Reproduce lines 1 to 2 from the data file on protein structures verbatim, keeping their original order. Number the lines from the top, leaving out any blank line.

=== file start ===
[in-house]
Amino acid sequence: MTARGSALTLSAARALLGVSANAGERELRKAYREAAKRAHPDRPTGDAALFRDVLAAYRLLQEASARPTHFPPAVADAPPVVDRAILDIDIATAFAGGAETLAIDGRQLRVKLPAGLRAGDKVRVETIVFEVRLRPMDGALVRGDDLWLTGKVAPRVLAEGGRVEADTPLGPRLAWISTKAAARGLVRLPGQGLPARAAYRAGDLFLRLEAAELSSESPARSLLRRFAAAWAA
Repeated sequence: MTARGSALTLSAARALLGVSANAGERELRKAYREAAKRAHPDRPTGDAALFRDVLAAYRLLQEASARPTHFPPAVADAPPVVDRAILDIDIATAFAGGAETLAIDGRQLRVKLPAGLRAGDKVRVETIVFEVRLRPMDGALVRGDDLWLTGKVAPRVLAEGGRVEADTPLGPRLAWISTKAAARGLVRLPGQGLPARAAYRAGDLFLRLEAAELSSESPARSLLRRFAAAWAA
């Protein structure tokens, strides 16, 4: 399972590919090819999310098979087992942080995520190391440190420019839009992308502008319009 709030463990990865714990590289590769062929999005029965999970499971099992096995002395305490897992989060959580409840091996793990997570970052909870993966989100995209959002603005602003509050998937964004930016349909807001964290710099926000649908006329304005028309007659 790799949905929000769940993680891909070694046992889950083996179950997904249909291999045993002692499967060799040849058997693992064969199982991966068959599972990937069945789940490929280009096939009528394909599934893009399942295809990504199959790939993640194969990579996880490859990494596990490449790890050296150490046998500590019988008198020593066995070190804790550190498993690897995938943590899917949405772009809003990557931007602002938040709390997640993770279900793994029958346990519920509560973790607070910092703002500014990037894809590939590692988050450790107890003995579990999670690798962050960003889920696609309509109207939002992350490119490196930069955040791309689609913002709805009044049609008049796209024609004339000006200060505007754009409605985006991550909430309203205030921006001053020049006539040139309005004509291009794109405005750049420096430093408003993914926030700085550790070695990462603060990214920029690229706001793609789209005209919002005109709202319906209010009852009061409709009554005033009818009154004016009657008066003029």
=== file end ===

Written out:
[in-house]
Amino acid sequence: MTARGSALTLSAARALLGVSANAGERELRKAYREAAKRAHPDRPTGDAALFRDVLAAYRLLQEASARPTHFPPAVADAPPVVDRAILDIDIATAFAGGAETLAIDGRQLRVKLPAGLRAGDKVRVETIVFEVRLRPMDGALVRGDDLWLTGKVAPRVLAEGGRVEADTPLGPRLAWISTKAAARGLVRLPGQGLPARAAYRAGDLFLRLEAAELSSESPARSLLRRFAAAWAA